Grooveshark circumvents app stores with launch of HTML5 site
Grooveshark launched a new HTML5-based site enabling consumers to access its controversial streaming music catalog from any browser-enabled device, a move that circumvents the service's reliance on native applications.
Grooveshark lets users listen to copies of songs that have been uploaded by other consumers regardless of whether Grooveshark has licensed that particular track. Major record labels Universal Music Group, Sony Music Entertainment and Warner Music Group have all filed lawsuits against the service; a dedicated app for Apple's (NASDAQ:AAPL) iOS disappeared from the App Store in mid-2010, and has never returned. Google (NASDAQ:GOOG) removed Grooveshark for Android from its Play store (then Android Market) in April 2011; the Android app briefly resurfaced last week, but once again vanished within a matter of hours.
Grooveshark said the new HTML5 site makes its full feature set and cloud-based music catalog available on any mobile device, with no software to download and no reliance on Adobe Flash. Consumers can choose between free access or premium, customizable options beginning at $6 per month. The mobile site is currently restricted to the U.S. market, with an international rollout planned for later this year.
Grooveshark's new HTML5-based site enables consumers to access its streaming music catalog from any browser-enabled device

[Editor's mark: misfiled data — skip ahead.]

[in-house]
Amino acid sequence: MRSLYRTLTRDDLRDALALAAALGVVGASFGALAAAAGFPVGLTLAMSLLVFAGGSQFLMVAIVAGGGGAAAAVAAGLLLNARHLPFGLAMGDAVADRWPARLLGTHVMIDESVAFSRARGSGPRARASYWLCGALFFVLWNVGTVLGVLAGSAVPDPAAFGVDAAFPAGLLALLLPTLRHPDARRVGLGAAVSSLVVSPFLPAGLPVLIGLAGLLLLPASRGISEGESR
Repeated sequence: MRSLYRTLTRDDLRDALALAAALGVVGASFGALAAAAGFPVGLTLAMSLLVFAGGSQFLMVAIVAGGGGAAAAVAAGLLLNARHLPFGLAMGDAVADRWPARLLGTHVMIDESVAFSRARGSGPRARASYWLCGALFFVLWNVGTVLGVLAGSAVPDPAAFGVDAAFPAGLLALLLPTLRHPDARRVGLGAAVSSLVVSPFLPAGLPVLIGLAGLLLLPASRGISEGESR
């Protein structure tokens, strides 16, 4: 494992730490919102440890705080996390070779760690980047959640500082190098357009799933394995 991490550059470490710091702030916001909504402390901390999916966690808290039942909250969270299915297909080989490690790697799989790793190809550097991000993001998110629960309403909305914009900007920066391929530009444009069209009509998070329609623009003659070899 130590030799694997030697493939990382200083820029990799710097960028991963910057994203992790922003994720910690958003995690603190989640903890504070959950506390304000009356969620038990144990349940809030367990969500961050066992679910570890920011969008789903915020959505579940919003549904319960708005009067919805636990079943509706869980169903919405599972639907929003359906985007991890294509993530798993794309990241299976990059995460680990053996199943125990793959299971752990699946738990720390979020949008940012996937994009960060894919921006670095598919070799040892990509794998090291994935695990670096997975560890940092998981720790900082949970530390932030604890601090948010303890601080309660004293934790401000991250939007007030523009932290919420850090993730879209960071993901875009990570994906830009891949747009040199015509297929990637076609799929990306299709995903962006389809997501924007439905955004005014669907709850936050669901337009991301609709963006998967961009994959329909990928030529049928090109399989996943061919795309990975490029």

Grooveshark's future remains in doubt, however. EMI Music has filed a new lawsuit accusing the company, alleging breach of contract and copyright infringement. Grooveshark licensed the EMI catalog in September 2009--the label alleges Grooveshark fell behind in its monthly payments and stopped providing sales data, prompting EMI to terminate the partnership in March 2012. The lawsuit claims Grooveshark has nevertheless continued distributing EMI content and allowing users to share tracks from the label's library.
"While we always strive to keep lines of communication open with rights holders, artists and all other interested parties, disagreements inevitably arise, as is true in any business, particularly one that is pushing for innovation and industry change," Grooveshark said. "We remain confident that we will be able to resolve our dispute with EMI."
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